In a recent ruling, the Kerala High Court rejected the petition submitted by Advocate Yeshwanth Shenoy, who alleged that a specific judge was intentionally restricting the number of cases listed before the bench to a mere 20 matters per day.
The court dismissed the petition, deeming it a baseless attempt to gain publicity and tarnish the reputation of both the judges and the judiciary. The petitioner claimed that Justice Mary Joseph, despite being the Master of Roster, did not possess the authority to instruct the Registry to curtail the list of cases.
RESPONSE OF COURT
Justice P.V. Kunhikrishnan, presiding over a single bench, made a significant observation regarding the distinction between the court of Justice Mary Joseph, primarily focused on hearings and an admission court. The court emphasized that a hearing court cannot be equated with an admission court, as the process of disposing of a hearing matter differs significantly from that of an admission matter. The court clarified that a judge’s ability to handle cases cannot be measured solely by the number of cases admitted or heard in a day.
Furthermore, the court highlighted the inherent dissimilarity between an admission court, which may handle over 100 admissions daily, and a court dealing with hearings. It emphasized that a judge responsible for hearing matters cannot be expected to consider the same volume of cases as an admission court. The court acknowledged that hearings, particularly in the context of first appeals in criminal and civil matters, often require considerable time due to their continuation of the trial process.
Similarly, the court recognized that second appeals in civil matters and criminal revisions following the dismissal of an appeal by the appellate court also necessitate a substantial amount of time for proper disposition. In essence, the court affirmed that the nature of the court proceedings, coupled with the complexity of certain cases, warrants an appropriate amount of time for a judge to fulfill their duties effectively.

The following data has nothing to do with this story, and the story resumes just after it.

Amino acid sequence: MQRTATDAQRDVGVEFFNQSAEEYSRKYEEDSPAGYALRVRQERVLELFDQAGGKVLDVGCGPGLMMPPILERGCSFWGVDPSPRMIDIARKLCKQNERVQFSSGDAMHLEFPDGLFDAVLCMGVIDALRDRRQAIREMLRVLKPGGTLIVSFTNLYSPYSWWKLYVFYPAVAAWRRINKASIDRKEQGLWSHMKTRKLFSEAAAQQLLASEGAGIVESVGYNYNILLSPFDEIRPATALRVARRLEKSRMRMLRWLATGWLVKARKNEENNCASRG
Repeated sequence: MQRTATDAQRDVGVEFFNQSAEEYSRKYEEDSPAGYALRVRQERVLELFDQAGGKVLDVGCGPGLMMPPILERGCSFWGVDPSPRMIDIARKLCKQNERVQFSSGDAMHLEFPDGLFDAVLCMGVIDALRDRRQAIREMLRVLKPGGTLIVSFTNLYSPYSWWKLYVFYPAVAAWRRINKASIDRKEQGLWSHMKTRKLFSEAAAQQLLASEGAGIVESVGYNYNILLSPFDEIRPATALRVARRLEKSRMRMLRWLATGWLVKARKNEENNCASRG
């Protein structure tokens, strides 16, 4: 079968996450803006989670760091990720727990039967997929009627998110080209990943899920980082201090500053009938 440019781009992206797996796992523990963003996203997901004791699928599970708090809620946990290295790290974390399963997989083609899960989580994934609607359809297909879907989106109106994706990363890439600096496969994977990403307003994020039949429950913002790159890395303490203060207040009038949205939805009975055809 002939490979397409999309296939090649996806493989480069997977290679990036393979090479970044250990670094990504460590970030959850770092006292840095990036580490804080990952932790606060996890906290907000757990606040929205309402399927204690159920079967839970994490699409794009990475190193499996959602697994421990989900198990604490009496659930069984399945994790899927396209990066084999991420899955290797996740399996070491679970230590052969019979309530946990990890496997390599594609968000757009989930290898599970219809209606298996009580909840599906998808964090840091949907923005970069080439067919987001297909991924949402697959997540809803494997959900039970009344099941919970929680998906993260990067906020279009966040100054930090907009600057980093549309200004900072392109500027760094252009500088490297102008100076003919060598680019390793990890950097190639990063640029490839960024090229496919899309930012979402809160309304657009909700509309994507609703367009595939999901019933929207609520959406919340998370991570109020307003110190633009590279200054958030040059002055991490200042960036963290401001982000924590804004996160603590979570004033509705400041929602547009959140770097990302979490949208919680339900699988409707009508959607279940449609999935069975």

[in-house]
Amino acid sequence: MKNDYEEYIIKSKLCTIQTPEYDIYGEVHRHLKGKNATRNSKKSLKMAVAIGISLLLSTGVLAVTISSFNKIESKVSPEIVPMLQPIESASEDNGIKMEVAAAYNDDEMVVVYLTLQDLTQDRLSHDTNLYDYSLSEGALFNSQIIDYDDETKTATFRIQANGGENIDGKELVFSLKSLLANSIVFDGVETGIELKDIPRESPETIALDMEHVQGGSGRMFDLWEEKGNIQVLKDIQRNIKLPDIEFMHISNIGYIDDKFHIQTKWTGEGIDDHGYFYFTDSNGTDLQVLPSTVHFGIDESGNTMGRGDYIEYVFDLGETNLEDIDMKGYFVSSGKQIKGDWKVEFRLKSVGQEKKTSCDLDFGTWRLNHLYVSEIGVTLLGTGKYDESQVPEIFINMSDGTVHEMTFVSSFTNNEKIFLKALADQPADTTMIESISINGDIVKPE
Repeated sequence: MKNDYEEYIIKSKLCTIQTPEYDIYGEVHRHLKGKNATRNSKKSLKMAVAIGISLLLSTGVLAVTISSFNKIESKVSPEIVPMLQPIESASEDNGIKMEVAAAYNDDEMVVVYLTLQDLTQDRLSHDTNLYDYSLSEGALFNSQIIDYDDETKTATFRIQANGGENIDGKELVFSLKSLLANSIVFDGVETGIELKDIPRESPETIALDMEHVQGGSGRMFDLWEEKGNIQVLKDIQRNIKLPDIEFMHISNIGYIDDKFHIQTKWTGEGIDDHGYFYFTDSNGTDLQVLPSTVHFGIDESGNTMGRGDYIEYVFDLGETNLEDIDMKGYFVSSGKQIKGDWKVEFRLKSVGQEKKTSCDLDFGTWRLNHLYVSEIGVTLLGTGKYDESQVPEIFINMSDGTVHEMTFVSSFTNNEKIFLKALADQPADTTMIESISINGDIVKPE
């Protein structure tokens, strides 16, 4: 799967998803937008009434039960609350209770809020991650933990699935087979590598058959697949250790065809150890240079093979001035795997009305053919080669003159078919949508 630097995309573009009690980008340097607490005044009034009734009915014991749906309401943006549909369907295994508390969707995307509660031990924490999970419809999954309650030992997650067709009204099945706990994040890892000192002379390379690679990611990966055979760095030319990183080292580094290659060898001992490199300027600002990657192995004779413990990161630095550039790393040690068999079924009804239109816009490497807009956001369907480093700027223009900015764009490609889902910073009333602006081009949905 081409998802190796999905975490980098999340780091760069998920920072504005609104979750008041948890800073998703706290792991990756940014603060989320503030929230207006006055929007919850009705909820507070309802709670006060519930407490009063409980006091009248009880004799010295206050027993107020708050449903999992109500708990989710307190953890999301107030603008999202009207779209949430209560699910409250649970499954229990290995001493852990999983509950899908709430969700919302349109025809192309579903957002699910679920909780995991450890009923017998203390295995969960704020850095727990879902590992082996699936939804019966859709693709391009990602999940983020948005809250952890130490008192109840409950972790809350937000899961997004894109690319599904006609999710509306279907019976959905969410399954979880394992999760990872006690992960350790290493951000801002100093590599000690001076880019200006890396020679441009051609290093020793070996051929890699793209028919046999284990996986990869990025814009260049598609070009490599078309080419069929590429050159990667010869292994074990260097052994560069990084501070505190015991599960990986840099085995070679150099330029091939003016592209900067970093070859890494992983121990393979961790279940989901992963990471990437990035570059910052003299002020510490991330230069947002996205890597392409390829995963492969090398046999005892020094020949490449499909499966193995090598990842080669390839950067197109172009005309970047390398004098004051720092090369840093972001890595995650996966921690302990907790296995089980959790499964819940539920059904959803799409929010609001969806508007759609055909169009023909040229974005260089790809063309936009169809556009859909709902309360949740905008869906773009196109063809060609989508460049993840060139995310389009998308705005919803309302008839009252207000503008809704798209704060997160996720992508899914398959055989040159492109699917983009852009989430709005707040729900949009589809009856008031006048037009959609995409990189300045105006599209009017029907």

MESSAGE TO THE LAWYERS
The court expressed concerns regarding the filing of writ petitions that compare the number of cases heard by different judges, highlighting that such actions would send misleading signals to society. It emphasized that lawyers, as officers of the court, possess knowledge of how the court handles various types of matters, such as admission matters, petition matters, and final hearing matters. The court asserted that there cannot be a rigid formula for case disposal, as each case must be decided based on its individual merits. Additionally, the court addressed the petitioner’s argument, which pointed out that the court of Justice Mary Joseph was still considering item number 2 while the court hearing the petitioner had almost completed its list. The court expressed surprise at such an argument from a lawyer claiming to have 21 years of practice.
It clarified that Court No. 2D, being a hearing court, may require additional time to complete the hearings of first appeals in older matters. The court emphasized that when a judge handles a case, they are dealing with the life of a citizen, and it is appropriate for it to take time. Furthermore, the court acknowledged that different judges may have varying approaches, such as some judges reading the case papers thoroughly before the proceedings to potentially skip the lawyer’s narration of the facts, while others prefer the facts to be presented directly by the lawyer. The court emphasized that such diverse attitudes among judges are acceptable, and there is no inherent problem with judges adopting different stances.
CONTENTION BY PETITIONER
During the proceedings, the petitioner argued that judges should consider their oath of office while deciding cases. In response, the court emphasized that every judge already approaches cases with the oath of office in mind, making it unnecessary for the petitioner to remind them. The petitioner relied on a Facebook post by a former president of the Kerala High Court Association, Adv. Rajesh Vijayan, as evidence that Justice Mary Joseph had instructed a limit of 20 cases per day. However, the court criticized the petitioner for basing their argument on a Facebook post rather than presenting specific evidence or documents.
The court noted that Facebook posts often contain sarcasm, jokes, and spontaneous reactions, making them an unreliable source of evidence. The court highlighted that the person who made the Facebook post was not a party in the writ petition and unless that person confirmed its veracity, the court could not accept it as evidence. The court expressed confidence that no judge would give such a directive and restrict the number of cases to only 20. Furthermore, the court stated that as a practicing lawyer with 21 years of experience, Shenoy should have addressed his concerns directly with the concerned judge, the Chief Justice, or through the High Court Advocates Association or the Senior Advocates Association. The court criticized the petitioner for filing the writ petition based on a Facebook post in an attempt to gain popularity and media attention.
The court questioned the message the petitioner intended to convey to society, emphasizing that judges and lawyers are integral parts of the judiciary, and internal problems can be addressed through established channels. The court condemned the petitioner for making baseless allegations against a judge and considered imposing heavy costs in response. However, since the matter had not been admitted, the court refrained from imposing costs at that stage.